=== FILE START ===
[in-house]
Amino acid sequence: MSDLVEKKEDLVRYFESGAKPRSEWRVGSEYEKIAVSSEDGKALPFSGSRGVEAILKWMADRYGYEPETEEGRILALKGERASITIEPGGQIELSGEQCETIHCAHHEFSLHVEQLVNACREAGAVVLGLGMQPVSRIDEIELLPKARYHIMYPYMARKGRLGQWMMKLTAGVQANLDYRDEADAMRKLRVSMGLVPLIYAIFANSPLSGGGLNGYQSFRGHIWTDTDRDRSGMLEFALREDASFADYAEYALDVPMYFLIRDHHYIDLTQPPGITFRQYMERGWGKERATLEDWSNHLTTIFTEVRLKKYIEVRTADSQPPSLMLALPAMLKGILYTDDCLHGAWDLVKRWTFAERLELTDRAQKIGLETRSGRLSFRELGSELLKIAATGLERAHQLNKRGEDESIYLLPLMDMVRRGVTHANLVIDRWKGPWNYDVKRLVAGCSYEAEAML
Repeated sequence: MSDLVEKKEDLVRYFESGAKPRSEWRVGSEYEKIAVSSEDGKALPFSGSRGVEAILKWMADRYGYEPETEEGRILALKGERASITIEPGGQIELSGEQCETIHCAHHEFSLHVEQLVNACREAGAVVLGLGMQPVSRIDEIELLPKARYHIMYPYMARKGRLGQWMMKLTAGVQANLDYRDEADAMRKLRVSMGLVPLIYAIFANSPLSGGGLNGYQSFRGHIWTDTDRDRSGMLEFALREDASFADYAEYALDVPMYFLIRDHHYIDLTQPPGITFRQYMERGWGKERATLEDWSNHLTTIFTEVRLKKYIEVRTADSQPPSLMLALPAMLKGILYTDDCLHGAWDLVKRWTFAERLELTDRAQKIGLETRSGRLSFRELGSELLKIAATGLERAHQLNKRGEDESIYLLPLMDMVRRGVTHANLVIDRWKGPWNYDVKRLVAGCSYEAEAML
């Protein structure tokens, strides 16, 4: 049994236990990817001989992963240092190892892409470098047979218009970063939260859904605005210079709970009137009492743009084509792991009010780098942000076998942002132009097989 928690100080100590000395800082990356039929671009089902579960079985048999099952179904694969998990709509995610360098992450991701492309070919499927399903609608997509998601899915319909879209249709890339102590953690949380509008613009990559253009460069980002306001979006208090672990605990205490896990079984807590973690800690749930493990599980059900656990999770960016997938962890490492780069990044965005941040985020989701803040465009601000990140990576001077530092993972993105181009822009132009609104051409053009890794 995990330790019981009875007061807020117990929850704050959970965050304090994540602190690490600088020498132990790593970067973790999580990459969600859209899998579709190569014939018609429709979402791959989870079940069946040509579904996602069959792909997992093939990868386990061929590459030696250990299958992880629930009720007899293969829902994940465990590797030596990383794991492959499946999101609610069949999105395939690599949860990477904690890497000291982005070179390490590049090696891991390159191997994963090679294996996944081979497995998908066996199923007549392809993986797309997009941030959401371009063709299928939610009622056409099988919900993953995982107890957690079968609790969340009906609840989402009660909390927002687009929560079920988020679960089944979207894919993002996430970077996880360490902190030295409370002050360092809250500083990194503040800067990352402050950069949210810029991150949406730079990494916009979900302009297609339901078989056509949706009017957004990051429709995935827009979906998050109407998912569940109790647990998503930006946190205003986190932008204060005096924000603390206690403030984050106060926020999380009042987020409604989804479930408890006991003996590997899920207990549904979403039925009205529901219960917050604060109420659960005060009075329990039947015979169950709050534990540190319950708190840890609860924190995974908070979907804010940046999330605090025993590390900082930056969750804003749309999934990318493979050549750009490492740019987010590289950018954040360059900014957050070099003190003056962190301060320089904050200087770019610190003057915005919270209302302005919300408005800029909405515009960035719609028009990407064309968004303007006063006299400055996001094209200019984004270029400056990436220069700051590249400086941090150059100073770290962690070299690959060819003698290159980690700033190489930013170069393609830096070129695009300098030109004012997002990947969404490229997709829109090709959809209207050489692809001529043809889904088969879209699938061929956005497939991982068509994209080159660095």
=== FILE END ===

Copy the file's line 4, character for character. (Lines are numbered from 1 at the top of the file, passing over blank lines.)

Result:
């Protein structure tokens, strides 16, 4: 049994236990990817001989992963240092190892892409470098047979218009970063939260859904605005210079709970009137009492743009084509792991009010780098942000076998942002132009097989 928690100080100590000395800082990356039929671009089902579960079985048999099952179904694969998990709509995610360098992450991701492309070919499927399903609608997509998601899915319909879209249709890339102590953690949380509008613009990559253009460069980002306001979006208090672990605990205490896990079984807590973690800690749930493990599980059900656990999770960016997938962890490492780069990044965005941040985020989701803040465009601000990140990576001077530092993972993105181009822009132009609104051409053009890794 995990330790019981009875007061807020117990929850704050959970965050304090994540602190690490600088020498132990790593970067973790999580990459969600859209899998579709190569014939018609429709979402791959989870079940069946040509579904996602069959792909997992093939990868386990061929590459030696250990299958992880629930009720007899293969829902994940465990590797030596990383794991492959499946999101609610069949999105395939690599949860990477904690890497000291982005070179390490590049090696891991390159191997994963090679294996996944081979497995998908066996199923007549392809993986797309997009941030959401371009063709299928939610009622056409099988919900993953995982107890957690079968609790969340009906609840989402009660909390927002687009929560079920988020679960089944979207894919993002996430970077996880360490902190030295409370002050360092809250500083990194503040800067990352402050950069949210810029991150949406730079990494916009979900302009297609339901078989056509949706009017957004990051429709995935827009979906998050109407998912569940109790647990998503930006946190205003986190932008204060005096924000603390206690403030984050106060926020999380009042987020409604989804479930408890006991003996590997899920207990549904979403039925009205529901219960917050604060109420659960005060009075329990039947015979169950709050534990540190319950708190840890609860924190995974908070979907804010940046999330605090025993590390900082930056969750804003749309999934990318493979050549750009490492740019987010590289950018954040360059900014957050070099003190003056962190301060320089904050200087770019610190003057915005919270209302302005919300408005800029909405515009960035719609028009990407064309968004303007006063006299400055996001094209200019984004270029400056990436220069700051590249400086941090150059100073770290962690070299690959060819003698290159980690700033190489930013170069393609830096070129695009300098030109004012997002990947969404490229997709829109090709959809209207050489692809001529043809889904088969879209699938061929956005497939991982068509994209080159660095």